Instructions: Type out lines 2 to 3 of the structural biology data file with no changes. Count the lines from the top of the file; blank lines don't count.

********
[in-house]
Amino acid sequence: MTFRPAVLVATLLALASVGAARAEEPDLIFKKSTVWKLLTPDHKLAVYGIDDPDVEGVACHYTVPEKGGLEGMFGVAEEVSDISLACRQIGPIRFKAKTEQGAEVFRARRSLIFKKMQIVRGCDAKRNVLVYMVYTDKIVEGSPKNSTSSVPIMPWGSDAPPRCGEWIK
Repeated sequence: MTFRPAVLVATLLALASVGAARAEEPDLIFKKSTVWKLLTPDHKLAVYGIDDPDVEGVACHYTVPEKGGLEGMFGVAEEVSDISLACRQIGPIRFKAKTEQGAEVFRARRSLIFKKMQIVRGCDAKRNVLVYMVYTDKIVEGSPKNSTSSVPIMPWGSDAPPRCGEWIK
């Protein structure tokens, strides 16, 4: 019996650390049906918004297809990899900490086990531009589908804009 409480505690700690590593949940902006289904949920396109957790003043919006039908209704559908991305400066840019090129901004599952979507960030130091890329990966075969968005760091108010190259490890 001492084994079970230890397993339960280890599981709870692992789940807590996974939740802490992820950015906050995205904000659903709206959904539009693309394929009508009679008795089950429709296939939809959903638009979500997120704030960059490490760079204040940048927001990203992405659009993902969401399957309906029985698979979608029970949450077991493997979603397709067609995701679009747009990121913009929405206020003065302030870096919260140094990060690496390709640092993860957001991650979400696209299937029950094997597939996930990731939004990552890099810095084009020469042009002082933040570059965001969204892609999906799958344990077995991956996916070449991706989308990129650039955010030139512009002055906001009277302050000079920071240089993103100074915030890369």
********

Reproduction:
Amino acid sequence: MTFRPAVLVATLLALASVGAARAEEPDLIFKKSTVWKLLTPDHKLAVYGIDDPDVEGVACHYTVPEKGGLEGMFGVAEEVSDISLACRQIGPIRFKAKTEQGAEVFRARRSLIFKKMQIVRGCDAKRNVLVYMVYTDKIVEGSPKNSTSSVPIMPWGSDAPPRCGEWIK
Repeated sequence: MTFRPAVLVATLLALASVGAARAEEPDLIFKKSTVWKLLTPDHKLAVYGIDDPDVEGVACHYTVPEKGGLEGMFGVAEEVSDISLACRQIGPIRFKAKTEQGAEVFRARRSLIFKKMQIVRGCDAKRNVLVYMVYTDKIVEGSPKNSTSSVPIMPWGSDAPPRCGEWIK